Volume and Number
Studies on East Asia, Volume 28
Download Full Text (55.2 MB)
Download Front Matter (4.2 MB)
Download Introduction (3.1 MB)
Download Chapter 1: Mongol Social Order (5.5 MB)
Download Chapter 2: The Gaochang Uyghurs (4.9 MB)
Download Chapter 3: Diaspora Uyghurs in the Early Mongol Empire (5.2 MB)
Download Chapter 4: Shifting Patterns of 'Semuren' Elite Engagement (3.6 MB)
Download Chapter 5: Xie Family Transitional Figures (4.4 MB)
Download Chapter 6: Resources and Strategies of Identity (6.1 MB)
Download Chapter 7: The Six Xie 'Jinshi" (8.3 MB)
Download Conclusion (1.9 MB)
Download Geneological Charts of the Lian and Xie Families (106 KB)
Download Back Matter (7.9 MB)
Center for East Asian Studies, Western Washington University
Subjects and Masters by Michael C. Brose answers the question, “Who really ran the Mongol empire?” The common stereotype of "leadership" during that period of world history most likely consists of a band of savage horse mounted nomads, led by the fearless and powerful Chinggis Qan, sweeping down from the steppe to conquer and rule with brutal force over the most powerful Eurasian empires of the time. But while the Mongol tribesmen were certainly effective in conquest and empire building, they could not have succeeded alone. In fact, the rapid conquests of Chinggis and his heirs, and the empire that they constructed across Eurasia, were achieved through the skills and efforts of many different peoples who collaborated (willingly or unwillingly) with the Mongol lords. Not only were the nomadic Mongol tribesmen few in number (especially relative to the large agrarian states they would ultimately conquer, China and Persia), but they also lacked the skills and experience needed to hold power over the long term.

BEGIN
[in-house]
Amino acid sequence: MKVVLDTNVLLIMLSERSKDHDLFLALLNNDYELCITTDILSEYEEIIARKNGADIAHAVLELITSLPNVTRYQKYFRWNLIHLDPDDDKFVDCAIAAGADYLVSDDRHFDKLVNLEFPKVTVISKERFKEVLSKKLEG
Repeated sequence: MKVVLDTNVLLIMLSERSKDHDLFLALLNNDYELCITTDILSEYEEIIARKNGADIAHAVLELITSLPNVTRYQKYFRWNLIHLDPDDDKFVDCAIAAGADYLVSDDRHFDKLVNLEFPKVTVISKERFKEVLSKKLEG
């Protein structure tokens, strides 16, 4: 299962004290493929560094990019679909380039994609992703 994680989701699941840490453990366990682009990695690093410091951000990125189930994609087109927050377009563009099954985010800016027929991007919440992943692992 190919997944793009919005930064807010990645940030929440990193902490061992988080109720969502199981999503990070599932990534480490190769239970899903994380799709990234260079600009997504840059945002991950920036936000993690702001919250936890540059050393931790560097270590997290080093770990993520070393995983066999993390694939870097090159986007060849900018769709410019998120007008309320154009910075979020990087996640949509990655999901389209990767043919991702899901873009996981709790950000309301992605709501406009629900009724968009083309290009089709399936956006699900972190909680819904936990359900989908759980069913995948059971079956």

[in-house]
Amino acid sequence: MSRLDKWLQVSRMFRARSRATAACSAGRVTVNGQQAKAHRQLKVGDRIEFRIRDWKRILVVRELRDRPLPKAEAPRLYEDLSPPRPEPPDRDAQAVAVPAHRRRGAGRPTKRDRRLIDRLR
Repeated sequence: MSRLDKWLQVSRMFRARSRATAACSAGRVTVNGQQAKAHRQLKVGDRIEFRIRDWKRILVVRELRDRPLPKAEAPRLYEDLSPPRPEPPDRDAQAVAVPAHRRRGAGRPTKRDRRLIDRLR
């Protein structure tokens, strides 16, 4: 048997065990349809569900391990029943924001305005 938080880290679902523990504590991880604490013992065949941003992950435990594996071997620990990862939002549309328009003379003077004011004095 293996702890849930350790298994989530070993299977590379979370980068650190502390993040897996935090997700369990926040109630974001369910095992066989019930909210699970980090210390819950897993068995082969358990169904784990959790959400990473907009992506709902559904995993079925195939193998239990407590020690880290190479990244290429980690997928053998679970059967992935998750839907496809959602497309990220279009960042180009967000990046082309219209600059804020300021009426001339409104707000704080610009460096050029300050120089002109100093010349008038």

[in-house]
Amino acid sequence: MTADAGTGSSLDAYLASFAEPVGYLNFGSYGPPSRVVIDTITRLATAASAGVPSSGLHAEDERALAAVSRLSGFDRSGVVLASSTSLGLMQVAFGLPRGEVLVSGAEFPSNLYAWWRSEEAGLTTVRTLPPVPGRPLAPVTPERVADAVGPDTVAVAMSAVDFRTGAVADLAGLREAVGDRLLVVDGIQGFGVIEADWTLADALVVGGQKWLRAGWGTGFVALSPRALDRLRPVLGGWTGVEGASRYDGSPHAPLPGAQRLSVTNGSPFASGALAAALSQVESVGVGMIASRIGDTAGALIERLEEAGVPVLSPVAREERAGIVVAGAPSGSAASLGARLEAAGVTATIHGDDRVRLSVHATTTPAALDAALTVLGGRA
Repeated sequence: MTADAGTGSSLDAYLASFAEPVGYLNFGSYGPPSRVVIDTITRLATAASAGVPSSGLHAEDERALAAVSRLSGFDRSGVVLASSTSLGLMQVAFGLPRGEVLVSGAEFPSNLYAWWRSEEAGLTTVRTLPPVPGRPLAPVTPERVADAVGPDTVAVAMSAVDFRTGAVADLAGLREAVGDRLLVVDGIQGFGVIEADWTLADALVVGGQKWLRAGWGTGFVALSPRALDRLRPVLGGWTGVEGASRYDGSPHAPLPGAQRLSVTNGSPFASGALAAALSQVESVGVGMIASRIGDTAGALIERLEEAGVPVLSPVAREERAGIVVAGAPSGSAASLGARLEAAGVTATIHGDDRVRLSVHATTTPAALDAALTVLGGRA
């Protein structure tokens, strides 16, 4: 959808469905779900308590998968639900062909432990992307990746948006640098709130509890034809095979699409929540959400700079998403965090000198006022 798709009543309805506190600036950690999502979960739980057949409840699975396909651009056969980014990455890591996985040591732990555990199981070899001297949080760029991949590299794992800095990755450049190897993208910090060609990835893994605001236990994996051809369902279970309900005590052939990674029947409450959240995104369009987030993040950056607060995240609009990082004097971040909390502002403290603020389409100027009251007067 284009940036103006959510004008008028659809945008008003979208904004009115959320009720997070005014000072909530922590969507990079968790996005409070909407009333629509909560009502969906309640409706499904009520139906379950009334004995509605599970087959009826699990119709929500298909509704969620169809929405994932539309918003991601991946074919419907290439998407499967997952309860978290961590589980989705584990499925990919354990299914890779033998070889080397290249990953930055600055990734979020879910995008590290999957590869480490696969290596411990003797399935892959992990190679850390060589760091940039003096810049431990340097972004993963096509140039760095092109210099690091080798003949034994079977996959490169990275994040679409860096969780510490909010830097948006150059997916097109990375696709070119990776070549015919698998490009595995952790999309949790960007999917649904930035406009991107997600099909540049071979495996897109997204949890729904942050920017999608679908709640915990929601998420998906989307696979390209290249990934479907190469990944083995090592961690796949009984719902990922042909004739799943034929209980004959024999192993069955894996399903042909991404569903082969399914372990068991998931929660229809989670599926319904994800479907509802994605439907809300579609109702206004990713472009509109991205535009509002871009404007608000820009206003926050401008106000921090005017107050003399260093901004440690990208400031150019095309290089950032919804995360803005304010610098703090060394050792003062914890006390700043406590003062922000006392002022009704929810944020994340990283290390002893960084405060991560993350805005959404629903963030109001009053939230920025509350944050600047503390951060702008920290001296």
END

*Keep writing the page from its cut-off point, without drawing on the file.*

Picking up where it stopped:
Publisher (Digital Object)
Resources made available by the Center for East Asian Studies and Western Libraries, Western Washington University.
China--Politics and government--1260-1368
Mongol Empire, Uyghurs, Chinggis Qan, Mongolian history
Brose, Michael C., "Subjects and Masters: Uyghurs in the Mongol Empire" (2007). East Asian Studies Press. 1.
Copyright 2007, The Center for East Asian Studies, Western Washington University.